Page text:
Neil deGrasse Tyson sent me the note reproduced below the line, which he intended to post as a comment. Since I’ve put up two posts within one week about his views on science and faith (here and here), I thought it only fair to elevate his comment to a full post, allowing everyone to see it easily. (His comment was intended to follow the first link given above.) I present it here without any response on my part. I have verified by email that this is indeed Tyson himself.
I won’t respond myself, but if you have comments for Dr. Tyson, please add them to this post. As always, be polite!
I’m impressed by the energy invested in this thread. Thanks for everyone’s interest in my few comments on God and spirituality. I’d like to offer some observations on them:
1) My total output on God and spirituality sums to less than 1% of all that I have delivered in speeches and written in books. Although you would not know this given how heavily that 1% has been lifted to YouTube and viewed by the interested public.
2) My Beyond Belief talk, which birthed this thread, was derived from a previously written article in Natural History magazine. So the article should be what’s used as the formal reference to that content.
3) I mis-spoke in that talk: The percent of religious members of the National Academy of Sciences is half that which I cited, but the error does not change the overall point being made.
4) Odd that I would be credited with declaring that more educated people are less religious — as some kind of militant posture — when I’m just citing the data.
5) I can only conclude that my overall message during the Beyond Belief talk was not 100% clear since Prof Coyne as well as a NYTimes reporter present at the talk were left with identical (yet unintended) reactions to my comments. Are they both not as intrigued as I am that religiosity drops with education, especially with science education, but does not drop to zero, not even for members of the National Academy? I think that’s an amazing statistic, which tells us something about the human mind that is not yet understood. (FYI: The workshop was held at the Salk Institute and the audience was rich in neuroscientists.) And I referenced that fact as an argument to try to get my strident Atheist colleagues to lighten up on the public since up to 40% of our scientific brethren pray to a personal God. And as long as religiosity is not zero for scientists, to assume that science education of the masses would somehow rid the world of religious thinking is a false expectation.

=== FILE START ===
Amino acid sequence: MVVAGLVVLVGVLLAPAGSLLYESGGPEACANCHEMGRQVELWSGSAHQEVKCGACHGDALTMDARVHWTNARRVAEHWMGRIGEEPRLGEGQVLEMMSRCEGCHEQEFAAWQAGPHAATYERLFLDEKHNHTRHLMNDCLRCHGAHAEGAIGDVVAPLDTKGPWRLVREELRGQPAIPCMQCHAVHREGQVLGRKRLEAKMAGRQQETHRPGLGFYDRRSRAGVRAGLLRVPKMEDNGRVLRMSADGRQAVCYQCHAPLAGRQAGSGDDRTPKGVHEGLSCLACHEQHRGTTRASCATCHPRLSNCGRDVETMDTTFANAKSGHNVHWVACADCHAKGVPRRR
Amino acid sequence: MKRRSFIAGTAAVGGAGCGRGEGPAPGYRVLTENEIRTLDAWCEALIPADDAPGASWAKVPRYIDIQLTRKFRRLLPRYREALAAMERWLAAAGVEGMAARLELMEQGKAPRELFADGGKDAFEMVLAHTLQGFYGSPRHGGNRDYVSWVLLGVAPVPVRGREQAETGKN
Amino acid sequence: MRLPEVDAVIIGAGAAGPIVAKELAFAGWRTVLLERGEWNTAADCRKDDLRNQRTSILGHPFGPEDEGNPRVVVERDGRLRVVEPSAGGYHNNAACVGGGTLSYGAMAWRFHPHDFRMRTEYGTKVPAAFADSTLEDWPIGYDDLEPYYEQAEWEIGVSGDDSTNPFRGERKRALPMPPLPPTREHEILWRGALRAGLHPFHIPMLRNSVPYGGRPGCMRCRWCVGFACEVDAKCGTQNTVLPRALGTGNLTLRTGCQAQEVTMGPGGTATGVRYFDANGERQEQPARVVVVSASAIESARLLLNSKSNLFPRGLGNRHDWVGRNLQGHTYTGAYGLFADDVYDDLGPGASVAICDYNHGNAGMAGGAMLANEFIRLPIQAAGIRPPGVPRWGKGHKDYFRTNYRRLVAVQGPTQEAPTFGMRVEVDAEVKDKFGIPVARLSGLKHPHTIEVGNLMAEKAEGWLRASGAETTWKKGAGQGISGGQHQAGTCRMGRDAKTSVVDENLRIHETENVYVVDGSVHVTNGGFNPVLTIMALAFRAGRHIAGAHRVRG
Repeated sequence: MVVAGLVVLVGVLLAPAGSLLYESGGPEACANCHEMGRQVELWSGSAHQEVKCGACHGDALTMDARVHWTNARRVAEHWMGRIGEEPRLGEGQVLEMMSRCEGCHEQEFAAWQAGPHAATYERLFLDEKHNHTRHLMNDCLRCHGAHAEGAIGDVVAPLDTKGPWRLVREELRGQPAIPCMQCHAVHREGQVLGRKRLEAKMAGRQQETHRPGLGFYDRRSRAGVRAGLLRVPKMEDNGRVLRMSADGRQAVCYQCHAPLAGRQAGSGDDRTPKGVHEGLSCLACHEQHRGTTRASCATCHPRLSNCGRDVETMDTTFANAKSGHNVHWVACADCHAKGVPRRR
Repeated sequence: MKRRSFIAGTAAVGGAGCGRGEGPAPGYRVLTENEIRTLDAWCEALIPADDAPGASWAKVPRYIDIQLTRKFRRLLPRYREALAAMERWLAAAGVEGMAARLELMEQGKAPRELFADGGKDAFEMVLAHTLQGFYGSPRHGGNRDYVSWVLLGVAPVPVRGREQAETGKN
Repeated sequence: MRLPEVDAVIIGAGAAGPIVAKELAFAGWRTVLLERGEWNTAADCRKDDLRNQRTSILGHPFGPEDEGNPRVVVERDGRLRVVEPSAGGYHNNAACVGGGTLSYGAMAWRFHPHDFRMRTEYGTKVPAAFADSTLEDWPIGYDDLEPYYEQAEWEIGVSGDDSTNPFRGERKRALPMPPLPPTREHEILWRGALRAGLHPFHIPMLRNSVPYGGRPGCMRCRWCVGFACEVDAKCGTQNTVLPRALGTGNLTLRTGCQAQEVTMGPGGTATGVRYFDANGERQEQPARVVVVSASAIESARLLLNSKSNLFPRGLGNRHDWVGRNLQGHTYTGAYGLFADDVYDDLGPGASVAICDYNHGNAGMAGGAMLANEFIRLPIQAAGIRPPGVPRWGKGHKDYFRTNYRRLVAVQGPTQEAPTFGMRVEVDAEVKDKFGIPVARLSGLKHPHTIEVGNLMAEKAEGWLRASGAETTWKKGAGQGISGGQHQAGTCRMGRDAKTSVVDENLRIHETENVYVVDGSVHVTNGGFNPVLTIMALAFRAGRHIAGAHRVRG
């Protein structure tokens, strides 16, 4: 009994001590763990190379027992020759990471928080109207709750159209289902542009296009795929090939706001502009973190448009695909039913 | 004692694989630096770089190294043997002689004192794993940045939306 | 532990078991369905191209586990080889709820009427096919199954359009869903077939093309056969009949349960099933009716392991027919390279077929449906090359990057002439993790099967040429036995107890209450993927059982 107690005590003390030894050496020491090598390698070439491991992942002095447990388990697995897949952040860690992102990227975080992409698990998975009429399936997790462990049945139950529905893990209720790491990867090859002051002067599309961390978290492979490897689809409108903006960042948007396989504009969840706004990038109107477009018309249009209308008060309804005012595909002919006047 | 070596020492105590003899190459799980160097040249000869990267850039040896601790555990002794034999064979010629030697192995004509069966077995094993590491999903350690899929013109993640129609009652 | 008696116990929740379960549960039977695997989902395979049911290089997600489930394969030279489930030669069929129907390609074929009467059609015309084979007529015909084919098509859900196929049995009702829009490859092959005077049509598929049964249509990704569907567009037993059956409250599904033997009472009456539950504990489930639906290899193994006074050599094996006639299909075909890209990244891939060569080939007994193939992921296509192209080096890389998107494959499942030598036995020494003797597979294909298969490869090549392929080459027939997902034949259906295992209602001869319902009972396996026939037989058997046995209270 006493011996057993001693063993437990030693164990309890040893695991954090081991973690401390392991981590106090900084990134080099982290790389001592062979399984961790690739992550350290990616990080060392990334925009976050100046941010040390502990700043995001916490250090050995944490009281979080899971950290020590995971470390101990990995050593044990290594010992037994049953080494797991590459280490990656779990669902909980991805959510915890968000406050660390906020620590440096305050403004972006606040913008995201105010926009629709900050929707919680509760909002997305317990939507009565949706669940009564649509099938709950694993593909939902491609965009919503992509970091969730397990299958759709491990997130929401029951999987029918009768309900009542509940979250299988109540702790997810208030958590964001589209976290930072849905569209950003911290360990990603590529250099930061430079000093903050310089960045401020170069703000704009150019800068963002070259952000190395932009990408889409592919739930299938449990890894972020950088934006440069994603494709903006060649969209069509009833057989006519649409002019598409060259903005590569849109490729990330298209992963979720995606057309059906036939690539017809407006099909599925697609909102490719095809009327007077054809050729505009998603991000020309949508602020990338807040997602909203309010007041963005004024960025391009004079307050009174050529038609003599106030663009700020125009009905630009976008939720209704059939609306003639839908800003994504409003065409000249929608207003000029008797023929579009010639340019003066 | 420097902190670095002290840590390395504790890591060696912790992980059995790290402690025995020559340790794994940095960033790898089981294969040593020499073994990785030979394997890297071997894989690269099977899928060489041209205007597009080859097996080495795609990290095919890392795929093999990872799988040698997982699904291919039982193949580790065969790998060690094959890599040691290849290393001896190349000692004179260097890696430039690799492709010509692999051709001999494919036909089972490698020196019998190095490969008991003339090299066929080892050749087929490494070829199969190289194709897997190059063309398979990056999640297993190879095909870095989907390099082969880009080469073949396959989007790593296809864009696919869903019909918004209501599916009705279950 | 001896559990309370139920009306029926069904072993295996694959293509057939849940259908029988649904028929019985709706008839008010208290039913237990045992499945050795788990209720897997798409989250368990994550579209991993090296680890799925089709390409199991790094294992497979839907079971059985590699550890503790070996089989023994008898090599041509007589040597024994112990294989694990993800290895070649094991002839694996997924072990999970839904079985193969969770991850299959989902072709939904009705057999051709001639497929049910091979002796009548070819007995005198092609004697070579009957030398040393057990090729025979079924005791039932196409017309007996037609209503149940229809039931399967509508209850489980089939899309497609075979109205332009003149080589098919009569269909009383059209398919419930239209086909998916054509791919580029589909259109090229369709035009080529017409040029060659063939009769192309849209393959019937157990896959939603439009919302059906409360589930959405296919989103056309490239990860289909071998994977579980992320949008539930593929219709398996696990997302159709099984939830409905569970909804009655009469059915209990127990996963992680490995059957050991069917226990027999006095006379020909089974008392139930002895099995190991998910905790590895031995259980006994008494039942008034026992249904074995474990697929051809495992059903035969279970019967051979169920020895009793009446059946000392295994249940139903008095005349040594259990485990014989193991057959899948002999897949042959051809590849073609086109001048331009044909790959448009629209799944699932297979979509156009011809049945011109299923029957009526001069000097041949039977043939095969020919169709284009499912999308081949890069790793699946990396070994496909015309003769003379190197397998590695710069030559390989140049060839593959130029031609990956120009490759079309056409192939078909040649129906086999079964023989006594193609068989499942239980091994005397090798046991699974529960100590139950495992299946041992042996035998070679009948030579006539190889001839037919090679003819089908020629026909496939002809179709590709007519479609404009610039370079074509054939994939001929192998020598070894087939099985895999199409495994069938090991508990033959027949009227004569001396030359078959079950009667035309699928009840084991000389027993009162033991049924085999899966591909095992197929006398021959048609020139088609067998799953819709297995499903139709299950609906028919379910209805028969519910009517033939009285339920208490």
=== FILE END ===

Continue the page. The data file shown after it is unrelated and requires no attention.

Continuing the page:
This heavily viewed clip was from the same workshop, by the way:
As was this, where I comment that my deepest thoughts on the universe just may trigger neuro-synaptic firings in my head that resemble those of a religious zealot.
6) When I say I don’t care if people are religious, but that I care that religious philosophies stay out of the science classroom, I’m alerting the listener of how I choose to invest my time and energy. To fight for the rights of women within religions, for example, does not require the community of scientists to participate in the same way that fighting to preserve the science curriculum does. I’ve simply chosen my battles there. And even then, it’s less than 1% of my energy and time.
7) Most of the (American) public does indeed embrace science as a way of knowing. Science is more than evolution, of course. It’s engineering, it’s medicine, it’s chemistry, it’s physics. It’s the R&D for every tech company. The percent of total funded science that ruffles the feathers of non-fundamentalist religious people is small. And for the moment, religious fundamentalists still represent a small (but of course vocal) minority.
8) For the record, here is everything I have ever written on the subject of God and spirituality. Anything I have ever said publicly on the subject derives almost entirely from these several essays:
So as best as I can judge,in spite of my failure to communicate my intended sentiment in the posted Beyond Belief talk, I think my thoughts have been quite consistent on the matter. And, if you look carefully, almost all views I offer are not opinions but shared observations.
Again, thanks for the collective interest in my work. And sorry of the stupid length of this post. I now return to trying to get NASA back on track.
Neil deGrasse Tyson
New York City